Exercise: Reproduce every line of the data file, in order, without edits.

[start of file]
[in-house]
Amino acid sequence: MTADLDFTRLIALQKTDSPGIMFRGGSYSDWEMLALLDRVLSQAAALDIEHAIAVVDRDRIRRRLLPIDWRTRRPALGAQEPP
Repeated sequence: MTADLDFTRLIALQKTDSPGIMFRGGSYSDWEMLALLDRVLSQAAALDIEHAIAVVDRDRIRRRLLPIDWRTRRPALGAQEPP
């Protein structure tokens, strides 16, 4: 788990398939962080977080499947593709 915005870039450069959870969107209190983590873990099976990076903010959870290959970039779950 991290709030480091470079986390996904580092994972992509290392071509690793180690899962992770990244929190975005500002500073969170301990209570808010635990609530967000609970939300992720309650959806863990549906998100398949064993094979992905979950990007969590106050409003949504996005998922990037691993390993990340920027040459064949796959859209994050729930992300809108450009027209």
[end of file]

[in-house]
Amino acid sequence: MTADLDFTRLIALQKTDSPGIMFRGGSYSDWEMLALLDRVLSQAAALDIEHAIAVVDRDRIRRRLLPIDWRTRRPALGAQEPP
Repeated sequence: MTADLDFTRLIALQKTDSPGIMFRGGSYSDWEMLALLDRVLSQAAALDIEHAIAVVDRDRIRRRLLPIDWRTRRPALGAQEPP
């Protein structure tokens, strides 16, 4: 788990398939962080977080499947593709 915005870039450069959870969107209190983590873990099976990076903010959870290959970039779950 991290709030480091470079986390996904580092994972992509290392071509690793180690899962992770990244929190975005500002500073969170301990209570808010635990609530967000609970939300992720309650959806863990549906998100398949064993094979992905979950990007969590106050409003949504996005998922990037691993390993990340920027040459064949796959859209994050729930992300809108450009027209």